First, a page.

This morning we listened to a local cruiser's radio net, sponsored by the incredibly helpful Simon, the manager of nearby Southside Marina www.southsidemarina-tci.com . Amongst other information, Simon provided a daily weather forecast and his cast of the entrails confirmed what our GRIB files were showing. It was going to blow hard from the north, for the next several days. Not the wind direction we need for our next leg to the Bahamas. Simon also confirmed what we had suspected, there is nothing in Sapodilla Bay that might constitute "services". Although we are too deep to get into either of the two local marinas, there is a third, "Cooper Jack" that had been under construction. The project was halted a few years ago, leaving the completed basin and approach. Simon suggested that we move to this location and then would be able to access his marina services via dinghy. I examined the approach and noted that the shallowest charted water depth was 7 feet. Low tide was 1 foot above "mean low water", the chart datum and the afternoon high tide would provide another foot, giving a total 9. I decided that we would leave our anchorage around noon, thereby arriving at the shallowest area an hour later, on a rising tide. If we got stuck, the rising tide would eventually lift us off.
That morning we wandered the beach
looking for tiny shells and then set off
at noon, keeping as precisely as we
could to Simon's suggested route but
making frequent course changes to avoid
dark patches. About a half mile from the
entrance to the marina and in an area
marked as 7 foot depth, we touched
bottom. Fortunately the bottom here is
soft sand and with the engine at high
RPM, we managed to reverse our course to
Sapodilla Bay. I am sure there is no
longer either rust or barnacles on the
bottom of our keel. The wind had stayed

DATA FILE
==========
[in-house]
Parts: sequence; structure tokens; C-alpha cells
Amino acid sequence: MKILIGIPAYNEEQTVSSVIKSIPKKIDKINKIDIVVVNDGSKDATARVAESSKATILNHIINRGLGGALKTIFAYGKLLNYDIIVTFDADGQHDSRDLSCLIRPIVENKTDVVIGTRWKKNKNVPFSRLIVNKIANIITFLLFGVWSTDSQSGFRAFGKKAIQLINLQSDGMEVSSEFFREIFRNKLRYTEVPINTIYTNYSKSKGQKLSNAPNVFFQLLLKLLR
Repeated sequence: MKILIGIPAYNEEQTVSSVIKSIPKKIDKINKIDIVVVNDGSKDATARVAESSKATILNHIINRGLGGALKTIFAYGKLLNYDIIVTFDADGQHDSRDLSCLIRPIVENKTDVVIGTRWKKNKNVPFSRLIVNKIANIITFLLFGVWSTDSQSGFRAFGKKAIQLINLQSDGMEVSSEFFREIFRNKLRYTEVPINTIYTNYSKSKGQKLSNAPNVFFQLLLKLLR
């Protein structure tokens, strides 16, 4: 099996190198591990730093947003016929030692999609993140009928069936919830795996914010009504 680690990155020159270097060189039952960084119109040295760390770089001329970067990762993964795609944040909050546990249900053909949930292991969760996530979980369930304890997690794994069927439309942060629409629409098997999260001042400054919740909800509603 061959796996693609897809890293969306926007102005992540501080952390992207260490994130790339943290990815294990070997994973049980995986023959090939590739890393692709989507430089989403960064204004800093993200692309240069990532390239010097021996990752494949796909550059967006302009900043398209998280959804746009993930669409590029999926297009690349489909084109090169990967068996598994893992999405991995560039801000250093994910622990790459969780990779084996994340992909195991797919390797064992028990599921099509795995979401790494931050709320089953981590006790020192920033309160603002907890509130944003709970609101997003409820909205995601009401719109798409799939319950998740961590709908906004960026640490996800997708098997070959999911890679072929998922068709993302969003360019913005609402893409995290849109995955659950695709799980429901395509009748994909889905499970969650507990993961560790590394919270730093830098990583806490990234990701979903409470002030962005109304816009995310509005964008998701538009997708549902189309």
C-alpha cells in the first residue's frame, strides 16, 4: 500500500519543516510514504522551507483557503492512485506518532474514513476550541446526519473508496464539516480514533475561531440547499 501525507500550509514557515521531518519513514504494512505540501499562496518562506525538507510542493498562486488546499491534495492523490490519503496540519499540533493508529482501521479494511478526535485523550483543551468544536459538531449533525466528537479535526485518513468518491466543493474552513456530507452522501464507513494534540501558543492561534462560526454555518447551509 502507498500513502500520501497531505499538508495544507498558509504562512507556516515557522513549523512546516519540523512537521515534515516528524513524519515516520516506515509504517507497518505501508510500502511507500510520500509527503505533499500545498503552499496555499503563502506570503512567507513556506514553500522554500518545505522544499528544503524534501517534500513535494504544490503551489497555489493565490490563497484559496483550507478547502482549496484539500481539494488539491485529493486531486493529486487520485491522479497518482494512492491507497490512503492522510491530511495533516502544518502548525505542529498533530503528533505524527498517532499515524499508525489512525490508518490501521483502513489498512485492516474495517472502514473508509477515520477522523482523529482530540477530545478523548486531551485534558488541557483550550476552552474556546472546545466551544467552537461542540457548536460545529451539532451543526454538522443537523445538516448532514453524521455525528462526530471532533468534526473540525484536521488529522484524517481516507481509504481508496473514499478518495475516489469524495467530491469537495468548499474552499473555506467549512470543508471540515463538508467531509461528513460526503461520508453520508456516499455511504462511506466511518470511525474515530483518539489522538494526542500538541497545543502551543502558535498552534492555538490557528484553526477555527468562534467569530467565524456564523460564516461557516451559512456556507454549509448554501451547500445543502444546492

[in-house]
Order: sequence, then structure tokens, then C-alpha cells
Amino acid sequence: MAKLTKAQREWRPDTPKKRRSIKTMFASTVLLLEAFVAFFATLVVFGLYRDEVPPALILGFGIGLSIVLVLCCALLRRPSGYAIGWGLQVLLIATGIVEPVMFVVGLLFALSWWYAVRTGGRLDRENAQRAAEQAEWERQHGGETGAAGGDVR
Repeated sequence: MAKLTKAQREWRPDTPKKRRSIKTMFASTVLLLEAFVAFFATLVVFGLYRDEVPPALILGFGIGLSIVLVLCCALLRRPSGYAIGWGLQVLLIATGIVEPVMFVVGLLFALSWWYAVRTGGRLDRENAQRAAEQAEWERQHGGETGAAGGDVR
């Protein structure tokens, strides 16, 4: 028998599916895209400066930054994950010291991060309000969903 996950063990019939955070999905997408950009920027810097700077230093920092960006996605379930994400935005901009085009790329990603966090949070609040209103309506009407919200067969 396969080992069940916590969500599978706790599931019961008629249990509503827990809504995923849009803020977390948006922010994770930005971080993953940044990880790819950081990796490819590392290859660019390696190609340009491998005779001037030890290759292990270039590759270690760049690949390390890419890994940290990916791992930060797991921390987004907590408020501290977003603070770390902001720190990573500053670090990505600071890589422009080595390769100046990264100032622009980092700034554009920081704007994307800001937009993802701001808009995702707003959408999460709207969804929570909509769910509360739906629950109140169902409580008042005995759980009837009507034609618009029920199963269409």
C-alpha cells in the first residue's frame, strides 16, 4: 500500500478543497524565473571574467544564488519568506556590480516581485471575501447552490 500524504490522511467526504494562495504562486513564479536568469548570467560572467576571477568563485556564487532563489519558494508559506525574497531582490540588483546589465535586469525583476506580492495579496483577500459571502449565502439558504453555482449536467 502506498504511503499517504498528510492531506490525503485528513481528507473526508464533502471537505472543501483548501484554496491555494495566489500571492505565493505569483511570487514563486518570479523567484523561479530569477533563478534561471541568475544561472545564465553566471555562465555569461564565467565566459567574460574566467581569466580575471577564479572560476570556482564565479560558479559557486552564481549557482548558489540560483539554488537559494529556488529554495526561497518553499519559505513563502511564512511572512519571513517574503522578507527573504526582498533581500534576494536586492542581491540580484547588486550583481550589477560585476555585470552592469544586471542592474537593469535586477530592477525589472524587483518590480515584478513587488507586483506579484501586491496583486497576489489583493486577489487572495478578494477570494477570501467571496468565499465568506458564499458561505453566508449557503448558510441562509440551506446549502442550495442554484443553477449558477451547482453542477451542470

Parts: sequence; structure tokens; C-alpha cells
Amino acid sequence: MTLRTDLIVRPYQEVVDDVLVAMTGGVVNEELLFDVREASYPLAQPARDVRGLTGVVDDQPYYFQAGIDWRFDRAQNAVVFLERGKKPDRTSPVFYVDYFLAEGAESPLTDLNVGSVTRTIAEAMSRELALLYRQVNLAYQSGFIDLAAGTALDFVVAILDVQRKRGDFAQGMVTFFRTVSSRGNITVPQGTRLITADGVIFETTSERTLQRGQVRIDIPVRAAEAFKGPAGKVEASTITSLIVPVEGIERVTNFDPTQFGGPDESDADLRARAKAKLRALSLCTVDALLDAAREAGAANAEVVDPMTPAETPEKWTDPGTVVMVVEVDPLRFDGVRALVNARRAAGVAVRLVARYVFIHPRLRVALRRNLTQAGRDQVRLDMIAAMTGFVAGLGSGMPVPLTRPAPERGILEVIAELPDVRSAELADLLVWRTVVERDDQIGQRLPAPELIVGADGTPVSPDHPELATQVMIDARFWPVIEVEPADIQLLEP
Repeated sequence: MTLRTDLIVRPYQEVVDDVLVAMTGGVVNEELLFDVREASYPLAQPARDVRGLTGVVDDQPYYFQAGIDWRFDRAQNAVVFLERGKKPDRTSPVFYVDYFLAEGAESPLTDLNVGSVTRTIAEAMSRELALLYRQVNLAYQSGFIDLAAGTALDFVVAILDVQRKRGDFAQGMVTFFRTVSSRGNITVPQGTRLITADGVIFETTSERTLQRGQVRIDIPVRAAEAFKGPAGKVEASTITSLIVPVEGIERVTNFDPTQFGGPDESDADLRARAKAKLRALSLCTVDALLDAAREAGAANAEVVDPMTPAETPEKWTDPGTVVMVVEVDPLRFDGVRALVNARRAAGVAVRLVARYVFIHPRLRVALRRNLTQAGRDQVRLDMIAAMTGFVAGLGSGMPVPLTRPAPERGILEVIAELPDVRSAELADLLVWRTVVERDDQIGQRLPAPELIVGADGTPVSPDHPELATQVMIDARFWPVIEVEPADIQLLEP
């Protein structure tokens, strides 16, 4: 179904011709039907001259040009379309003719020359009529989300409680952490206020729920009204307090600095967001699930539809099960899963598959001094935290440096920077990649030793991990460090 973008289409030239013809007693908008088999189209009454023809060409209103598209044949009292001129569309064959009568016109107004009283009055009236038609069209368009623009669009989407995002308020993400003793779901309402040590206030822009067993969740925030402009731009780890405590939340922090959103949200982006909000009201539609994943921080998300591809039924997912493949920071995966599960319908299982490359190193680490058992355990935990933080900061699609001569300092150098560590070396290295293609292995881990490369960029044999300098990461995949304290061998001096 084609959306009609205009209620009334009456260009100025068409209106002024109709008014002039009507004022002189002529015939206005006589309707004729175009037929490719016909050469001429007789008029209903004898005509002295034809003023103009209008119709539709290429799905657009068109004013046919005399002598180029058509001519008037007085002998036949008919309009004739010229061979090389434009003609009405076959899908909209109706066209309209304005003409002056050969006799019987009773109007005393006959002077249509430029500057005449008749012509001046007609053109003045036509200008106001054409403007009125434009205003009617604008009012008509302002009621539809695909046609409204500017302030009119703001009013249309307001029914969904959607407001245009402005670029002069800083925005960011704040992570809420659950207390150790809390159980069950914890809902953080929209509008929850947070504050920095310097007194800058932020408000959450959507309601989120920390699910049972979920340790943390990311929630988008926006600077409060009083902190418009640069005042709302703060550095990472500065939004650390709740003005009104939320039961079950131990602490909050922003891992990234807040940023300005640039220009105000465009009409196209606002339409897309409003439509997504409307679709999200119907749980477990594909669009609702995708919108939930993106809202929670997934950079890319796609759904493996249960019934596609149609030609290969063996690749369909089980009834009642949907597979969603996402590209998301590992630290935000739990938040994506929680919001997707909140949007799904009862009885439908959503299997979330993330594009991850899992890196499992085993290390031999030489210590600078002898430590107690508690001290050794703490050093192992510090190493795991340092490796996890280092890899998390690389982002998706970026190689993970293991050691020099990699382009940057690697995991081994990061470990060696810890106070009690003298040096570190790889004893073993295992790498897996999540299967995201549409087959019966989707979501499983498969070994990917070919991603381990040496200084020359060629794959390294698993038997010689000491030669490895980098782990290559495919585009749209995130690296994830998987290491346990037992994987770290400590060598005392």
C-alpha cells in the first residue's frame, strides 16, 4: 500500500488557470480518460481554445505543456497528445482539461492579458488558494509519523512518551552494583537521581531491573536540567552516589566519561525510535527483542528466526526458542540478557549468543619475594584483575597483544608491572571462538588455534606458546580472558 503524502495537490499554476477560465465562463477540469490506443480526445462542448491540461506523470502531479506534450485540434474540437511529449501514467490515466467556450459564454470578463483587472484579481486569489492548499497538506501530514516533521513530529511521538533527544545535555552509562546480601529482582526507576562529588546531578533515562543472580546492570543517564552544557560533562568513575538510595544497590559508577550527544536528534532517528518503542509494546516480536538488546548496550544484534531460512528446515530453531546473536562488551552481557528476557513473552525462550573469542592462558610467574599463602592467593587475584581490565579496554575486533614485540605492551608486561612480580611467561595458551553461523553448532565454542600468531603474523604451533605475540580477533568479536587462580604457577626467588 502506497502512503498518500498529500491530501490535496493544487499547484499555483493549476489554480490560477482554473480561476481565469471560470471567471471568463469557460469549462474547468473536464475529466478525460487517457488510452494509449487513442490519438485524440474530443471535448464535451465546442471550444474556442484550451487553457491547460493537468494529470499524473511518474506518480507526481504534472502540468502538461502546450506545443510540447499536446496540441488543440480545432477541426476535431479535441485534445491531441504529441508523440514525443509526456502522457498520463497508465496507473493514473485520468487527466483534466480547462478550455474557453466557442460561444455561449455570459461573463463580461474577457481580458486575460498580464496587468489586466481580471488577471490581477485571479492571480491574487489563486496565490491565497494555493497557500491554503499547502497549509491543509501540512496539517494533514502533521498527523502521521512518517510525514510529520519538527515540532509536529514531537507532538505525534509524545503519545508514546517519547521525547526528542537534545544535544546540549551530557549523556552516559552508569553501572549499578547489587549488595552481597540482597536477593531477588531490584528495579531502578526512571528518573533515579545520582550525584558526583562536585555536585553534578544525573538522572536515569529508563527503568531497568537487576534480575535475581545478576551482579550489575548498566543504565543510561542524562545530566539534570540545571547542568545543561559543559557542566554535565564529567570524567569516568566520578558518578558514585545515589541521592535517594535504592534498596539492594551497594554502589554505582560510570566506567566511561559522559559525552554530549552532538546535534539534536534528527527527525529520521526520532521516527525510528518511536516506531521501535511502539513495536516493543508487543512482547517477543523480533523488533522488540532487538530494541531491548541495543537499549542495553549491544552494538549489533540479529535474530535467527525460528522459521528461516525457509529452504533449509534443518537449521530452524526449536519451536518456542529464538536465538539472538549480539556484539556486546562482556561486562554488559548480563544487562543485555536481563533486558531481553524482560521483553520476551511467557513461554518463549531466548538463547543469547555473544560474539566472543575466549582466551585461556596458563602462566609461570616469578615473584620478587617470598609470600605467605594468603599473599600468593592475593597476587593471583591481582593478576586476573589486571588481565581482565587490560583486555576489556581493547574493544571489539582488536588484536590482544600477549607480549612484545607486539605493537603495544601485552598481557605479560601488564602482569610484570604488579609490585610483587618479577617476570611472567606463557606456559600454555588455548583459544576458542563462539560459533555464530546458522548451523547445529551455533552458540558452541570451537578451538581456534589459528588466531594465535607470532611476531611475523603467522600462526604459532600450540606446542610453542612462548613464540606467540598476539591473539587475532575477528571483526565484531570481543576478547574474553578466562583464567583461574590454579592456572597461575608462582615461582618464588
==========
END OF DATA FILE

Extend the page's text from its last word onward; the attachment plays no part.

conveniently at near 25 knots and spray
was washing over the foredeck as we
traversed the short chop, close inshore.
I sincerely regretted towing the dinghy
and prayed like the dickens that we
would not flip it. Three hours after we
had begun, we reanchored in Sapodilla
Bay on just about the same spot as
The past three hours of shallow reef dodging in shallow water and strong winds had unnerved us and we were just reviving ourselves with cold beer, when we hear a horn being sounded. The second time it sounded, I realized it was an emergency signal and popped my head out of the cockpit to see what was going on. Silence and nothing. Back down below. Again the emergency signal of five blasts and this time I realized that a white sloop was dragging its anchor and was about to hit the sloop "La Dolce Vita" anchored nearby. The white sloop crunched into the side of La Dolce Vita and bounced off. It was obviously unmanned. Annette and I jumped in our dinghy with Annette grabbing a boat hook and handheld VHF, while I started the outboard motor. We zoomed across the water, boarded the errant vessel with ease and let out another sixty feet of anchor rode. By now, other cruisers had arrived in their dinghies and I dug out a second anchor and rode from a forward locker which some kind soul then deployed from his dinghy. What excitement! The dragee was SV Mandara and it now lay safely re-anchored off DoodleBug's port beam.
The Southside Marina folks had organized
a free BBQ for local cruisers with free
shuttle from Sapodilla Bay over to their
marina. This just about emptied
Sapodilla Bay, as anything "free" does
around cruisers but when we left at
dusk, the owner of Mandara had not yet
March 6, 2009
manager of Southside Marina had arranged
for a rental car to meet us this morning
at our beach landing and we dinghied
ashore to wait. The owner / captain of
Mandara (the yacht that dragged anchor
yesterday) had surfaced and was also
waiting on the beachhead with tales of
broken autopilots and 40 hours of
singlehanding and handsteering. He was
still unaware of yesterday's excitement
caused by his vessel.
For the balance of the morning, we collected groceries and shuttled them to DoodleBug before setting off in the afternoon for a tour of the island.
The roads were well surfaced and traffic was light as we headed to the eastern extremity of Providenciales. The Spanish came here in 1492 and determined that the islands were "worthless". They enslaved and carted off the inhabitants and within a generation, the islands were deserted. Today, the limestone that barely rears itself from the sea, supports a dry, low and dusty vegetation. There is scattered new construction everywhere but empty, shuttered, yet to be completed, or boarded up. The island has a forlorn, unwelcoming look. Is this due to previous hurricane damage or to the Global economy? To us at least, the answer is not obvious.